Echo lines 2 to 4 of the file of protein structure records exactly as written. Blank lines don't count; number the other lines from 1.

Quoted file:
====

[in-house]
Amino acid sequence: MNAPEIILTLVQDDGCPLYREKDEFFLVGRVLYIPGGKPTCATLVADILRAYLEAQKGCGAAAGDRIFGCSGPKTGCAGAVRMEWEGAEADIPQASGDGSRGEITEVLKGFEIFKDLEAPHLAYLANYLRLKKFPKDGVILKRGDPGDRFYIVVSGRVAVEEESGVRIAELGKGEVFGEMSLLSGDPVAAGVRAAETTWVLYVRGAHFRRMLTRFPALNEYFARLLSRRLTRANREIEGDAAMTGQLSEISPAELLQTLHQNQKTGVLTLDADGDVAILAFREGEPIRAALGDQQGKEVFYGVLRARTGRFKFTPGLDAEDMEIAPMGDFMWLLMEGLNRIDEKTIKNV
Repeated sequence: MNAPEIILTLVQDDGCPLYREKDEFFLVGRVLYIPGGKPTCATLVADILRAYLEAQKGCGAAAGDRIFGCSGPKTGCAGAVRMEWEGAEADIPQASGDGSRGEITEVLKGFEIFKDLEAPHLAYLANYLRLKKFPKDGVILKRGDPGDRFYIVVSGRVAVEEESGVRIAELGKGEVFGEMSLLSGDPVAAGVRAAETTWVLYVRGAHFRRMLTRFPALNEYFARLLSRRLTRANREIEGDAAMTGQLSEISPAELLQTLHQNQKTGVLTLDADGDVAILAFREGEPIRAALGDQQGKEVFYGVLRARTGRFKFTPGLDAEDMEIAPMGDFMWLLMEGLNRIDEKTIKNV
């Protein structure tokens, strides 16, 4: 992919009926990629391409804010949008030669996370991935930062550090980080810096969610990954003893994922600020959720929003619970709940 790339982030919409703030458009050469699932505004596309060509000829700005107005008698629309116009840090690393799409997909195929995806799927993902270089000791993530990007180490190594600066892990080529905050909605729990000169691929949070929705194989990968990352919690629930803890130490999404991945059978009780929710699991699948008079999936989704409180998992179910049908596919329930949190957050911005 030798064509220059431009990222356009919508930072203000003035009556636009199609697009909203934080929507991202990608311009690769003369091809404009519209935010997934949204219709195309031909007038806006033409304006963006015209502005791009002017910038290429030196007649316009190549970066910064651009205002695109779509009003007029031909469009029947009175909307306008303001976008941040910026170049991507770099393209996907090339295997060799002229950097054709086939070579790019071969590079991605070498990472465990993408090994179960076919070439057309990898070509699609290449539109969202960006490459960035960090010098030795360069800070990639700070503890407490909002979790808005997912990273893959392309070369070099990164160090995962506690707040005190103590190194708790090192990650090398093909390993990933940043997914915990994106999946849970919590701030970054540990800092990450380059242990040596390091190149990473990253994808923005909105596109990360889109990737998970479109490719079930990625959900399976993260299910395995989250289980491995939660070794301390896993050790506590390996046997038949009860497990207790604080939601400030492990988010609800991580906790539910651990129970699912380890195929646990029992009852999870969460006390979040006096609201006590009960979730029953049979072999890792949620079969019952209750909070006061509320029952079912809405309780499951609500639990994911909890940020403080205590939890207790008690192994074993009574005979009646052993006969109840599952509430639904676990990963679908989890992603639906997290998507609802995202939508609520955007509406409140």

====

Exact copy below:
Amino acid sequence: MNAPEIILTLVQDDGCPLYREKDEFFLVGRVLYIPGGKPTCATLVADILRAYLEAQKGCGAAAGDRIFGCSGPKTGCAGAVRMEWEGAEADIPQASGDGSRGEITEVLKGFEIFKDLEAPHLAYLANYLRLKKFPKDGVILKRGDPGDRFYIVVSGRVAVEEESGVRIAELGKGEVFGEMSLLSGDPVAAGVRAAETTWVLYVRGAHFRRMLTRFPALNEYFARLLSRRLTRANREIEGDAAMTGQLSEISPAELLQTLHQNQKTGVLTLDADGDVAILAFREGEPIRAALGDQQGKEVFYGVLRARTGRFKFTPGLDAEDMEIAPMGDFMWLLMEGLNRIDEKTIKNV
Repeated sequence: MNAPEIILTLVQDDGCPLYREKDEFFLVGRVLYIPGGKPTCATLVADILRAYLEAQKGCGAAAGDRIFGCSGPKTGCAGAVRMEWEGAEADIPQASGDGSRGEITEVLKGFEIFKDLEAPHLAYLANYLRLKKFPKDGVILKRGDPGDRFYIVVSGRVAVEEESGVRIAELGKGEVFGEMSLLSGDPVAAGVRAAETTWVLYVRGAHFRRMLTRFPALNEYFARLLSRRLTRANREIEGDAAMTGQLSEISPAELLQTLHQNQKTGVLTLDADGDVAILAFREGEPIRAALGDQQGKEVFYGVLRARTGRFKFTPGLDAEDMEIAPMGDFMWLLMEGLNRIDEKTIKNV
């Protein structure tokens, strides 16, 4: 992919009926990629391409804010949008030669996370991935930062550090980080810096969610990954003893994922600020959720929003619970709940 790339982030919409703030458009050469699932505004596309060509000829700005107005008698629309116009840090690393799409997909195929995806799927993902270089000791993530990007180490190594600066892990080529905050909605729990000169691929949070929705194989990968990352919690629930803890130490999404991945059978009780929710699991699948008079999936989704409180998992179910049908596919329930949190957050911005 030798064509220059431009990222356009919508930072203000003035009556636009199609697009909203934080929507991202990608311009690769003369091809404009519209935010997934949204219709195309031909007038806006033409304006963006015209502005791009002017910038290429030196007649316009190549970066910064651009205002695109779509009003007029031909469009029947009175909307306008303001976008941040910026170049991507770099393209996907090339295997060799002229950097054709086939070579790019071969590079991605070498990472465990993408090994179960076919070439057309990898070509699609290449539109969202960006490459960035960090010098030795360069800070990639700070503890407490909002979790808005997912990273893959392309070369070099990164160090995962506690707040005190103590190194708790090192990650090398093909390993990933940043997914915990994106999946849970919590701030970054540990800092990450380059242990040596390091190149990473990253994808923005909105596109990360889109990737998970479109490719079930990625959900399976993260299910395995989250289980491995939660070794301390896993050790506590390996046997038949009860497990207790604080939601400030492990988010609800991580906790539910651990129970699912380890195929646990029992009852999870969460006390979040006096609201006590009960979730029953049979072999890792949620079969019952209750909070006061509320029952079912809405309780499951609500639990994911909890940020403080205590939890207790008690192994074993009574005979009646052993006969109840599952509430639904676990990963679908989890992603639906997290998507609802995202939508609520955007509406409140």